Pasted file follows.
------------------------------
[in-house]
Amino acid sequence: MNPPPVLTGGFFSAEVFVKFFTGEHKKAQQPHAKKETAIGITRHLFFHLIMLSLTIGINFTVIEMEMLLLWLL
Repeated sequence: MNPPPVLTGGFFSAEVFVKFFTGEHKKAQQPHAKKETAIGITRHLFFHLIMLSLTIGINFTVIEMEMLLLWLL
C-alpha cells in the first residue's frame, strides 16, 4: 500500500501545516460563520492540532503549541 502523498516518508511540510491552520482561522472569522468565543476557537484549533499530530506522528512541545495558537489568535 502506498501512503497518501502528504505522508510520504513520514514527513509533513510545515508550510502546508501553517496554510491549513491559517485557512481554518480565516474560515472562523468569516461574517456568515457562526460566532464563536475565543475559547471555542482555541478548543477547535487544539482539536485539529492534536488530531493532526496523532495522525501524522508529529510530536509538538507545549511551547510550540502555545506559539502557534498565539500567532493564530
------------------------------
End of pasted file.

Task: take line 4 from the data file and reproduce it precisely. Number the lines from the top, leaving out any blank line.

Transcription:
C-alpha cells in the first residue's frame, strides 16, 4: 500500500501545516460563520492540532503549541 502523498516518508511540510491552520482561522472569522468565543476557537484549533499530530506522528512541545495558537489568535 502506498501512503497518501502528504505522508510520504513520514514527513509533513510545515508550510502546508501553517496554510491549513491559517485557512481554518480565516474560515472562523468569516461574517456568515457562526460566532464563536475565543475559547471555542482555541478548543477547535487544539482539536485539529492534536488530531493532526496523532495522525501524522508529529510530536509538538507545549511551547510550540502555545506559539502557534498565539500567532493564530